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Acute gastric dilatation causing fatal outcome in a young female with eating disorder: a case report.

Youm SM, Kim JY, Lee JR - Korean J Anesthesiol (2015)

Bottom Line: Though anesthesia was induced without event, abrupt hemodynamic collapse developed just after the operation started.In spite of active resuscitation for 29 min, the patient did not recover and expired.As the incidence of eating disorders is increasing, anesthesiologists should keep in mind the possibility of abdominal compartment syndrome in patients with a recent history of binge eating, and prepare optimal anesthetic and resuscitation remedies against sudden deteriorations of a patient's condition.

View Article: PubMed Central - PubMed

Affiliation: Department of Anesthesiology and Pain Medicine, Yonsei University College of Medicine, Seoul, Korea. ; Severance Hospital, Yonsei University College of Medicine, Seoul, Korea.

ABSTRACT
A 21-year-old female with a history of bulimia nervosa came to the emergency room due to severe abdominal pain after excessive eating five hours previously. On arrival at the emergency room, extreme abdominal distension was detected and the patient's legs changed color. Computed tomography suggested severe gastric dilatation, so abdominal compartment syndrome was suspected and an emergent laparotomy was supposed to be conducted. Though anesthesia was induced without event, abrupt hemodynamic collapse developed just after the operation started. In spite of active resuscitation for 29 min, the patient did not recover and expired. As the incidence of eating disorders is increasing, anesthesiologists should keep in mind the possibility of abdominal compartment syndrome in patients with a recent history of binge eating, and prepare optimal anesthetic and resuscitation remedies against sudden deteriorations of a patient's condition.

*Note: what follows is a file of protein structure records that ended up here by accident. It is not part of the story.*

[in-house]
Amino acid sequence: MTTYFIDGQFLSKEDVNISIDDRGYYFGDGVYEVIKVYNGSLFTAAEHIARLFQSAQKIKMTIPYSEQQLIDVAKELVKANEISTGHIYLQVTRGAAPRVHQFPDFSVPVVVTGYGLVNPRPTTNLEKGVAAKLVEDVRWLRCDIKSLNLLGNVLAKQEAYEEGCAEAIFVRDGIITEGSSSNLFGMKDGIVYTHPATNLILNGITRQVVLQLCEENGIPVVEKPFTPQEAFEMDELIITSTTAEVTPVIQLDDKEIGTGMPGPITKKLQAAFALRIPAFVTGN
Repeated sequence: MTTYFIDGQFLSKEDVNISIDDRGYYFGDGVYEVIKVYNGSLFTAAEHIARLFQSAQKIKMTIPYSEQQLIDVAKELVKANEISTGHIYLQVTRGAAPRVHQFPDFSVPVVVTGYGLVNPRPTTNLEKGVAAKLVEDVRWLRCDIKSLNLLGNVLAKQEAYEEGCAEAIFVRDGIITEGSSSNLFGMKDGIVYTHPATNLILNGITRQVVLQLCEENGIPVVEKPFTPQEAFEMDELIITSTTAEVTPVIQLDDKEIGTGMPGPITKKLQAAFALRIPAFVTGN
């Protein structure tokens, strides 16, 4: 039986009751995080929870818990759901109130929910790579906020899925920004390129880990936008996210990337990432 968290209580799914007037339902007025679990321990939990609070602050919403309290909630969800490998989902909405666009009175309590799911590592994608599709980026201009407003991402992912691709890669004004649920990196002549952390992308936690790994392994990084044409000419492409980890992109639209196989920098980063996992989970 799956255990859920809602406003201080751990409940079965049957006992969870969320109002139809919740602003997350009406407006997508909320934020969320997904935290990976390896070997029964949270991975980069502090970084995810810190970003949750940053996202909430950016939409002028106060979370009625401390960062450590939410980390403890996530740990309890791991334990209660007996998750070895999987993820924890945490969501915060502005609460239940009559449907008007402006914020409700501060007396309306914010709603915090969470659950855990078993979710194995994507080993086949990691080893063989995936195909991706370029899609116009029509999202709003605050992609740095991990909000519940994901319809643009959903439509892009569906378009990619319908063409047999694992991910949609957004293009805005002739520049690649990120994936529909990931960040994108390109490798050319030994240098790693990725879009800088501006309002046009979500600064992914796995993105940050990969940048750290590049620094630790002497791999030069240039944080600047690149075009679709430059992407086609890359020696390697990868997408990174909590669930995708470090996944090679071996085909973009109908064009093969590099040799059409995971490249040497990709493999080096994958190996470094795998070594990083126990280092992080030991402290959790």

No MeSH data available.


Related in: MedlinePlus

The chart shows that the systolic pressure, diastolic pressure, pulse rate and the events of perioperative period. CPR: cardiac pulmonary resuscitation.
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Figure 3: The chart shows that the systolic pressure, diastolic pressure, pulse rate and the events of perioperative period. CPR: cardiac pulmonary resuscitation.